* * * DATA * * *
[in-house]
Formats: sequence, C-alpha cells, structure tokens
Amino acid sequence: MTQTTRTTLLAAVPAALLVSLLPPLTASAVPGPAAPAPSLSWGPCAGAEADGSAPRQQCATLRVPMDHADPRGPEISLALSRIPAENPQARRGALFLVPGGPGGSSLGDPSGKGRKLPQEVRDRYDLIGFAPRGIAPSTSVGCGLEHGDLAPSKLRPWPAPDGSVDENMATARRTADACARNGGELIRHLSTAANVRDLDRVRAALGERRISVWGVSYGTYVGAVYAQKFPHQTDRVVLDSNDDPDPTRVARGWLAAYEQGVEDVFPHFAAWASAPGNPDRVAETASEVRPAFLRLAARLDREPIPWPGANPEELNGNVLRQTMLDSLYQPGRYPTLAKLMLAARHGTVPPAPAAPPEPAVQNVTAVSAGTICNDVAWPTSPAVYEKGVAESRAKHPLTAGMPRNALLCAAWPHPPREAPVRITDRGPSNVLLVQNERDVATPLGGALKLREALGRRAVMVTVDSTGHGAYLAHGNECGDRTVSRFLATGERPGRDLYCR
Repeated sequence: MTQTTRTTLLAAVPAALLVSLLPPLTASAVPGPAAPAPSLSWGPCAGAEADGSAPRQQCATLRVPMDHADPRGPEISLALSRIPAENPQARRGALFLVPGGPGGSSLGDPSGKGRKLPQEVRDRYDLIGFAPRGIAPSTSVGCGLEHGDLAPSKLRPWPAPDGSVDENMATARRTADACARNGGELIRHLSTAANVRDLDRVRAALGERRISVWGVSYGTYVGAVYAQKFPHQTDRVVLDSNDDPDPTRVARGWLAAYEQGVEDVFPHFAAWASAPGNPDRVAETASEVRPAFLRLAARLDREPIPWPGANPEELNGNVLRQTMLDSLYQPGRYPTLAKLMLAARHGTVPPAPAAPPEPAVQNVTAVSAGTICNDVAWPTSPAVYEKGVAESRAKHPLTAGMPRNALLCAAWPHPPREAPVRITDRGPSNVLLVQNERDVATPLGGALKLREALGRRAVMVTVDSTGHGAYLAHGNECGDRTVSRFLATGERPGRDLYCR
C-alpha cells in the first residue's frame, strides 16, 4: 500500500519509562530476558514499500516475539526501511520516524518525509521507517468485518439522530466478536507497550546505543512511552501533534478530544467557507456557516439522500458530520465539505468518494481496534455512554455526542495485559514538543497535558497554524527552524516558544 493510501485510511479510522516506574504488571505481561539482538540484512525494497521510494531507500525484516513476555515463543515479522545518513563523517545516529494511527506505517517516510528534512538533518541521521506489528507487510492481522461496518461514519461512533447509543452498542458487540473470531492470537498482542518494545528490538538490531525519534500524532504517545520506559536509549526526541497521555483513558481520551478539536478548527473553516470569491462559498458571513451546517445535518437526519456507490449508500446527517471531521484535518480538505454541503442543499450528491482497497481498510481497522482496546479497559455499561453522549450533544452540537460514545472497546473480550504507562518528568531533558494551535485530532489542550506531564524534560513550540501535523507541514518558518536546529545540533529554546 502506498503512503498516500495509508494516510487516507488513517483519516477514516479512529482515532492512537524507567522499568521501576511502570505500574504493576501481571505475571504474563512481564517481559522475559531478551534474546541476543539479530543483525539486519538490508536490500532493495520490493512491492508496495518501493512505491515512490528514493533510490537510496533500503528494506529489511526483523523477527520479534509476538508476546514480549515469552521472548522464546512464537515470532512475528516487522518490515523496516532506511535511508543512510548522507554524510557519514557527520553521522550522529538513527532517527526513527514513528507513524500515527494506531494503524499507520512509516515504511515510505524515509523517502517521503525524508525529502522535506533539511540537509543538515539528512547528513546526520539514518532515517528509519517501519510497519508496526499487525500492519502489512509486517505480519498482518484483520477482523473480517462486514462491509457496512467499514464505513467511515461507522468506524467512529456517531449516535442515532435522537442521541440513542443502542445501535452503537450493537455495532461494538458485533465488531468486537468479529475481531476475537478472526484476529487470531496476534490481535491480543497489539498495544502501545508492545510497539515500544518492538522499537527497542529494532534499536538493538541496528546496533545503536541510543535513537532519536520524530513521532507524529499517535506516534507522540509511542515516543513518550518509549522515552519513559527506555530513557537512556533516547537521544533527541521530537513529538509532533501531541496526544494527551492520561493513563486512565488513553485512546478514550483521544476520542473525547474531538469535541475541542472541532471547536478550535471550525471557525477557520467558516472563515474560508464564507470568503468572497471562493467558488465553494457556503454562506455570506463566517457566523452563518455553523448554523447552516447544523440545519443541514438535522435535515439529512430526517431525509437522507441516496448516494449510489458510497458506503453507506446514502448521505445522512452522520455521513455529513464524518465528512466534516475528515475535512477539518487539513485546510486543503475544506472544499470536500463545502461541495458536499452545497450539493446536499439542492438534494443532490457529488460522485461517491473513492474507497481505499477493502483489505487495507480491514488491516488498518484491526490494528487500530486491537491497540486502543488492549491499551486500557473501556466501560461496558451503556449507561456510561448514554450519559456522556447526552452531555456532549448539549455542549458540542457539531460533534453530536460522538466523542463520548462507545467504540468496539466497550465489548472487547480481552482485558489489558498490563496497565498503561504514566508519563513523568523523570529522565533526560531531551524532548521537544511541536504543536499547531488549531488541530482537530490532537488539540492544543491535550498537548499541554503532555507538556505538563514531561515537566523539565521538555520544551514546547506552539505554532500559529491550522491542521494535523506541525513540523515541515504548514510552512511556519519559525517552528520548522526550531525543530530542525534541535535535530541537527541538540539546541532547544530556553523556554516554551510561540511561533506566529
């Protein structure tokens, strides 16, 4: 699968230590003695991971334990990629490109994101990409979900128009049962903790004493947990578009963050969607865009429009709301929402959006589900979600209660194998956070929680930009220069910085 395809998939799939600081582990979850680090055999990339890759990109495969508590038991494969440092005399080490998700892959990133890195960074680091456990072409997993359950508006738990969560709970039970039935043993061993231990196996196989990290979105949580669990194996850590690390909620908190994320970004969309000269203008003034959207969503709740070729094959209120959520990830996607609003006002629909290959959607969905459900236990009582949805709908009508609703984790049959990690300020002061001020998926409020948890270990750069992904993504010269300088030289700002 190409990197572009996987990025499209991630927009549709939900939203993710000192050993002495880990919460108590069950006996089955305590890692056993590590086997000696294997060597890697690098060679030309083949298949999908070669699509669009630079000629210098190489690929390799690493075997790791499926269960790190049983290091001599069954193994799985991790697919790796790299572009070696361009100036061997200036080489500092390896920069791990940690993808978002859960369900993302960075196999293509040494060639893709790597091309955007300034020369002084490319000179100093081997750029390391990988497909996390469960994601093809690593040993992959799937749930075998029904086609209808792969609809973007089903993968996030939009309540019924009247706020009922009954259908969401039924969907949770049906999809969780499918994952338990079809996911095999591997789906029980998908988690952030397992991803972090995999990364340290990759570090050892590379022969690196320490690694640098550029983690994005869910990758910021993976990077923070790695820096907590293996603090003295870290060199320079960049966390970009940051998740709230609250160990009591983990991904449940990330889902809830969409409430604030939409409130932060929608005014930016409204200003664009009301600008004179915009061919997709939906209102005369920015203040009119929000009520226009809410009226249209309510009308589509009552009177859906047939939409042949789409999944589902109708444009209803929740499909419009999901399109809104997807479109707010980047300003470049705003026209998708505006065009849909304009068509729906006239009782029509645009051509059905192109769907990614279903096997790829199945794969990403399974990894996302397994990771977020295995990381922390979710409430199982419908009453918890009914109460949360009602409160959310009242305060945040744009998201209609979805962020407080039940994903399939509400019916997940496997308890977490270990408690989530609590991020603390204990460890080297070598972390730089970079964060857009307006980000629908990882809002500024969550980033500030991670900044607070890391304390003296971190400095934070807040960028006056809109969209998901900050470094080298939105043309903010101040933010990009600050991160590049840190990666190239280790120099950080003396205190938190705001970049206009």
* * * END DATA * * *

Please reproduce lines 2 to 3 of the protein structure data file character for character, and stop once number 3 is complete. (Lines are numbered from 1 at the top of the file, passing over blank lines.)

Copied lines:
Formats: sequence, C-alpha cells, structure tokens
Amino acid sequence: MTQTTRTTLLAAVPAALLVSLLPPLTASAVPGPAAPAPSLSWGPCAGAEADGSAPRQQCATLRVPMDHADPRGPEISLALSRIPAENPQARRGALFLVPGGPGGSSLGDPSGKGRKLPQEVRDRYDLIGFAPRGIAPSTSVGCGLEHGDLAPSKLRPWPAPDGSVDENMATARRTADACARNGGELIRHLSTAANVRDLDRVRAALGERRISVWGVSYGTYVGAVYAQKFPHQTDRVVLDSNDDPDPTRVARGWLAAYEQGVEDVFPHFAAWASAPGNPDRVAETASEVRPAFLRLAARLDREPIPWPGANPEELNGNVLRQTMLDSLYQPGRYPTLAKLMLAARHGTVPPAPAAPPEPAVQNVTAVSAGTICNDVAWPTSPAVYEKGVAESRAKHPLTAGMPRNALLCAAWPHPPREAPVRITDRGPSNVLLVQNERDVATPLGGALKLREALGRRAVMVTVDSTGHGAYLAHGNECGDRTVSRFLATGERPGRDLYCR